Psychological Medicine

Original Articles

Predicting the long-term outcome of schizophrenia

G. Harrisona1 c1, T. Croudacea1, P. Masona1, C. Glazebrooka1 and I. Medleya1

a1 Department of Psychiatry, University of Nottingham

Synopsis

Predictors of long-term (13 year) outcome of schizophrenia are reported for a representative cohort of ‘treated incidence’ patients ascertained on their first contact with Nottingham psychiatric services between 1978–80. An initial (baseline) model including previously reported predictors of 2-year outcome (age, gender, ever married, acuteness of onset) and length of untreated illness was used to predict a range of outcome measures covering the domains of disability, psychopathology, hospitalization, employment, social activity, and global outcome. This model demonstrated significant prognostic ability across all non-hospitalization outcomes under both ICD-10 and ICD-9 diagnoses of schizophrenia, but was attenuated under broad (ICD-9 and CATEGO S, P or O) and restrictive (S+) diagnostic classifications. Female gender predicted more favourable outcome under all diagnostic classifications except S+. In an extended analysis, the addition of initial 2-year course type substantially increased the prognostic ability of the model under all diagnostic classifications and enabled over 30% of the variance in global ratings of disability and symptoms to be predicted. In this extended model female gender predicted more favourable outcome over and above the effect of course type, across most domains under ICD-10, and for disability and psychopathology under other diagnostic classifications. The inclusion of measures of psychopathology at the time of first assessment, pre-morbid functioning, and duration of index admission conferred only marginal additional predictive ability for respective outcomes in the domains of psychopathology, social activity, employment and hospitalization. Hospitalization during the past year was the most difficult outcome to predict under any model suggesting that resource utilization represents the ‘administrative outcome’ of schizophrenia and serves as a poor proxy for broader concerns in the era of community care. These data demonstrate that key demographic variables and the mode of onset influence the long-term course of schizophrenia, but that early course type is a particularly strong predictor.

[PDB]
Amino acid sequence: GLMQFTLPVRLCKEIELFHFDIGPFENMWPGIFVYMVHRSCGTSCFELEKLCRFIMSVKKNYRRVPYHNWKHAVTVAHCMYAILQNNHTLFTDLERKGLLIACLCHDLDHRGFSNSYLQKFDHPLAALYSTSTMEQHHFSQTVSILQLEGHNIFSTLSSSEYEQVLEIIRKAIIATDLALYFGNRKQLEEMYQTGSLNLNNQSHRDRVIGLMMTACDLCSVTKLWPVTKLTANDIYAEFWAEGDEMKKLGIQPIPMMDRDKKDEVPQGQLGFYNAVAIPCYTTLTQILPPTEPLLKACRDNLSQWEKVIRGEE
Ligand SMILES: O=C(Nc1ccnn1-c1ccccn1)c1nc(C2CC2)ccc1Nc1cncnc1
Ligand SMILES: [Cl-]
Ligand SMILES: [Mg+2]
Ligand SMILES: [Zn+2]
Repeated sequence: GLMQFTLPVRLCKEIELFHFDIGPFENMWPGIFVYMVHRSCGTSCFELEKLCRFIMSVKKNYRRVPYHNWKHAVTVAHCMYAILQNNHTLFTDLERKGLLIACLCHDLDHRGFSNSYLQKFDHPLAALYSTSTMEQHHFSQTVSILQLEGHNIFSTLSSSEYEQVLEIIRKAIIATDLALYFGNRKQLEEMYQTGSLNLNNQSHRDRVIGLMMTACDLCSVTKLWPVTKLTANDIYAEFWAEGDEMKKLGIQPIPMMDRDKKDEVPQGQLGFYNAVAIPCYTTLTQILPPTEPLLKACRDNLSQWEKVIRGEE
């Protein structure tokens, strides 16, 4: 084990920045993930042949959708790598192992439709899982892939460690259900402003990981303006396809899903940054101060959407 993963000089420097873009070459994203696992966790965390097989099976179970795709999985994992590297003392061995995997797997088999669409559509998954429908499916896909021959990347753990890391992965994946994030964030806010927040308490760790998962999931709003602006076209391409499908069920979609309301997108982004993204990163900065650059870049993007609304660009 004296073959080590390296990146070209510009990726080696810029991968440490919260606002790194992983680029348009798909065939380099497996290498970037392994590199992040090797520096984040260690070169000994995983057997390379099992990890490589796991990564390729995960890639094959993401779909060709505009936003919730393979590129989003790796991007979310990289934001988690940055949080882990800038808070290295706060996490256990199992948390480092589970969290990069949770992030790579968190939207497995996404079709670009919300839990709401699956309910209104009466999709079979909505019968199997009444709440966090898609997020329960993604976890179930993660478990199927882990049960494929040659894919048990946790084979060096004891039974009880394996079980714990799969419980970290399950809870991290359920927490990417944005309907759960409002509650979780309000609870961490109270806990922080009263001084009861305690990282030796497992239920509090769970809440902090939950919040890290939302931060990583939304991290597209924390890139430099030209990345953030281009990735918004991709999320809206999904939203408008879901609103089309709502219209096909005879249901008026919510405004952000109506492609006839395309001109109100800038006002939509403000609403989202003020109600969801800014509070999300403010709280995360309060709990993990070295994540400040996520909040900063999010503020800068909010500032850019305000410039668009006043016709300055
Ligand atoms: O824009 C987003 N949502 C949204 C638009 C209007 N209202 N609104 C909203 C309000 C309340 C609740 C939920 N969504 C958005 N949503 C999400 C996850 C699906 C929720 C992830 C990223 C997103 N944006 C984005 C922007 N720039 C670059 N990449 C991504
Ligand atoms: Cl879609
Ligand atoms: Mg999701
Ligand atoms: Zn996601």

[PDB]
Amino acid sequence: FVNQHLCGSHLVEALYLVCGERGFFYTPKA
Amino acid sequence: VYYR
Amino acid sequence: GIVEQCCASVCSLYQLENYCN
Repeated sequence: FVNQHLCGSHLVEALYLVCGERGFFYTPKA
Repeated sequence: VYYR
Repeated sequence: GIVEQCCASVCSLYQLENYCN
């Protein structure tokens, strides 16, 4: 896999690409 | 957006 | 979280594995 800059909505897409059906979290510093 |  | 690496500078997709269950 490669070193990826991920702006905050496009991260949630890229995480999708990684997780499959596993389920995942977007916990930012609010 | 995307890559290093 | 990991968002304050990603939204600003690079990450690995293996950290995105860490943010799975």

Correspondence:

c1 Address for correspondence: Professor Glynn Harrison, Department of Psychiatry, University of Nottingham Professorial Unit, Duncan Macmillan House, Porchester Road, Nottingham, NG3 6AA.

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